You can get a perfectly good cup of tea from tea bags, as long as you choose the quality well, ensure that the steeping time is perfect and you use clean fresh water for brewing.

Look around, you will find that some manufacturers go that extra mile and sell actual rolled leaves and bits of dried fruit with flower petals in tea bags that make a better cup than loose leaves!

Myth 6: If I drink tea I don’t really need to worry about free radicals

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Now this one is stretching the truth a bit too far. Yes, tea affects your longevity and it does protect the cells of your body and heals them, but you need to also ensure that you maintain a healthy lifestyle with a balanced diet and regular exercise to see any marked improvement. If you are a regular tea drinker, you are consuming a good amount of antioxidants per day to fight the harmful effects of free radicals. But if you leave your body to constant prolonged attack from free radicals by smoking, drinking, eating fast food and not exercising, please don’t expect tea alone to do the task of elongating your life!

Myth 7: Only green tea is rich in antioxidants

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Here is a catch – all kinds of tea DO have antioxidants, but the levels differ from tea variety to variety. All tea will come from the same source, but because each kind is processed differently, the levels of antioxidants in each vary. Green tea is wilted and steamed and hence higher in antioxidants, while oolong and black teas are processed by fermenting and crushing and hence the levels of antioxidants might be reduced.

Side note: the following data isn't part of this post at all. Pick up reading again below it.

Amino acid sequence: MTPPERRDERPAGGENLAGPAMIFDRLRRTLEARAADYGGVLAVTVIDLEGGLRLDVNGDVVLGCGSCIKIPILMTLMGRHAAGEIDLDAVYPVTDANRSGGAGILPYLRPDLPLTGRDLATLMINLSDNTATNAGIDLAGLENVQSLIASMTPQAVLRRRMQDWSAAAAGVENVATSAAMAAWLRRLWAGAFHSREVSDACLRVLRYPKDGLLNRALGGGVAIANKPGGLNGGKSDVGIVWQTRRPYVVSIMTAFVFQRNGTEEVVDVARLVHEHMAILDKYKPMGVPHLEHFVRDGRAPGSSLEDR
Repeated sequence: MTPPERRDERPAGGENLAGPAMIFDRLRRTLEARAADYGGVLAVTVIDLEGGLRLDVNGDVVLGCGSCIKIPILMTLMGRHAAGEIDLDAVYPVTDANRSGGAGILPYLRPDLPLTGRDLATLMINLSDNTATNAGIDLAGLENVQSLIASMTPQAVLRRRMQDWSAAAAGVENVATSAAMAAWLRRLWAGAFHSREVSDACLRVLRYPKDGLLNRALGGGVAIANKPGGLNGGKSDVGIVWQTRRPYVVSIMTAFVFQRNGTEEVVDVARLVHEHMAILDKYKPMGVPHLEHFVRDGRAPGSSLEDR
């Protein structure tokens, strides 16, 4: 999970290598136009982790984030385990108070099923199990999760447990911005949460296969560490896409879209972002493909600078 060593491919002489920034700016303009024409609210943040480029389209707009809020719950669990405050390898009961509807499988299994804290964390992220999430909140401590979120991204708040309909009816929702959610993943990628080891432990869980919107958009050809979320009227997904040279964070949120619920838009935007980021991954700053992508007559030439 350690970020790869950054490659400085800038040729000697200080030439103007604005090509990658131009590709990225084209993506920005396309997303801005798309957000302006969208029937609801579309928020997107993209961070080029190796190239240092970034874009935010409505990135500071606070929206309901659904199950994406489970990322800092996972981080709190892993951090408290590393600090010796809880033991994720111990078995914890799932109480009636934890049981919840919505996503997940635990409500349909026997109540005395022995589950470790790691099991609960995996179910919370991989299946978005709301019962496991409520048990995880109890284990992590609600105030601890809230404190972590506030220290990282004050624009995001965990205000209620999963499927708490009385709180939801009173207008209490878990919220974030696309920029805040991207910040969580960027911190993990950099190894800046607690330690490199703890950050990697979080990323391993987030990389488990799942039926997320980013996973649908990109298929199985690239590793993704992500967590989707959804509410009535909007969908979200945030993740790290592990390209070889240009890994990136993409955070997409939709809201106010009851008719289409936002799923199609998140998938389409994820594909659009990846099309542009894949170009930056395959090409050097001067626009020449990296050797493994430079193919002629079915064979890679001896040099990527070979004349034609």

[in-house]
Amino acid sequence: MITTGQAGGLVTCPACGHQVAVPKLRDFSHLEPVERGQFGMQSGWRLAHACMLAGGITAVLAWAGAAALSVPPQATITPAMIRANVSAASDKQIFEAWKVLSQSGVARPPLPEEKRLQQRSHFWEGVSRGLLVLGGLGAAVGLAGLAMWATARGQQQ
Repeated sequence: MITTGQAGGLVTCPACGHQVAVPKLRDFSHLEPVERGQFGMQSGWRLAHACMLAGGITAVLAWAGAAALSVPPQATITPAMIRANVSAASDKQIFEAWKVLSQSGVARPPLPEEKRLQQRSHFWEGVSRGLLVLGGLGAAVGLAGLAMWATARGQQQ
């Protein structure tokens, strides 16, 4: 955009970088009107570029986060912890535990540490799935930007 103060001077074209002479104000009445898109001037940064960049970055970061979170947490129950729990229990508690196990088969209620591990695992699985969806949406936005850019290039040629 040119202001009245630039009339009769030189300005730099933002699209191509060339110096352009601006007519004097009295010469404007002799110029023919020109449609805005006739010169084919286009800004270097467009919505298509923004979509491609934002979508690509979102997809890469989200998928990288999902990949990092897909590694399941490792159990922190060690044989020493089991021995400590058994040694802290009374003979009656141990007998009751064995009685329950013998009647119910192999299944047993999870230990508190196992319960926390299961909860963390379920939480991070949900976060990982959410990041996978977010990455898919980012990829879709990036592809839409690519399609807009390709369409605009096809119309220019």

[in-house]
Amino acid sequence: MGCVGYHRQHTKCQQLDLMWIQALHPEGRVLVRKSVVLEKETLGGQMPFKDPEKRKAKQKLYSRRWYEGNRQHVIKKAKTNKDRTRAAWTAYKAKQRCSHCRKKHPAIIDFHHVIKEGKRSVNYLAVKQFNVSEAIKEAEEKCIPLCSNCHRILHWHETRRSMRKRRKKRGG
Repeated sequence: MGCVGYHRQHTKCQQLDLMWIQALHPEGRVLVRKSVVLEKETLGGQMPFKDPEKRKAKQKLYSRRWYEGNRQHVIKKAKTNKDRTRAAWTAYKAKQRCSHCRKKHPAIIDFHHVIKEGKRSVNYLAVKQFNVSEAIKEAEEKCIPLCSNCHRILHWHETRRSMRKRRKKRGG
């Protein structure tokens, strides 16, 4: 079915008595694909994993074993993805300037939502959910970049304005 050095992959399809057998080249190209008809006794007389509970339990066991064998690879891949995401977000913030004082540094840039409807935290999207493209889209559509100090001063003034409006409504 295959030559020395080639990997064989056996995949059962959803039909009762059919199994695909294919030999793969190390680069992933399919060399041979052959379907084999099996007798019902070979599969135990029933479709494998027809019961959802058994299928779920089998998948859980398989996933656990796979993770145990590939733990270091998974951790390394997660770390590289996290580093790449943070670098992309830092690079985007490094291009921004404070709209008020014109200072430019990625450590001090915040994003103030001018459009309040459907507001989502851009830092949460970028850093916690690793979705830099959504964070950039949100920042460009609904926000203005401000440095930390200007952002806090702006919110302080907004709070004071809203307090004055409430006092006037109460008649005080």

But one thing you can be assured of – all tea varieties do pack a healthy dose of antioxidants. So it’s better to choose a type you like and become a regular drinker, rather than to not give tea a try because green tea alone didn’t appeal much to your palate.

Myth 8: I don’t need antioxidants from tea because I eat fruits and vegetables

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Well, fruits and vegetables do contain antioxidants, but did you know that a single cup of tea has more antioxidants in it than 4 servings of fruits and vegetables? If you are trying to keep your caloric intake lower, drinking a cup of tea will do you more benefit than wolfing down a whole plate of salad, not to mention you get to also skip the fatty dressing!

Vegetables and fruits are great because they have fibre and must always be a part of your nutrition. We don’t say that tea can replace these food groups, but remember that fruits and veggies also have sugar, starch and carbohydrates. Now tea has none of that, so you decide if a cup of unsweetened tea is better for your daily dose of antioxidants or not!

Myth 9: If you want to avoid caffeine, simply drink white or green tea

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Yes, black tea does have caffeine, but it’s a myth that white tea and green tea don’t! All tea comes from Camellia sinensis, and that means all of them have caffeine in them. While the flavours could be lighter, milder and more delicate, it doesn’t mean that green tea, oolong tea or white tea has no caffeine.

Myth 10: Tea is not good for those with mould allergies

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Tea is fermented during processing, but that doesn’t mean it has yeast spores in it! Tea processing uses high temperature, especially if you talk of black tea. The high temperatures used kill all fungi, and that is why if you buy a packet of freshly packed tea leaves you have no need to fear allergies.

However, any tea leaves that have been improperly stored in a non-airtight box can be exposed to mould and will have a musty smell. This holds true for any tea variety – black, green, oolong or white tea. Probably the reason this myth came in to existence in the first place could be because experts believe that those with allergic tendencies should avoid Pu-erh tea because it is aged making use of natural yeast for its distinct earthy flavour. All other kinds of tea are safe for mould allergy sufferers, so don’t deprive yourself.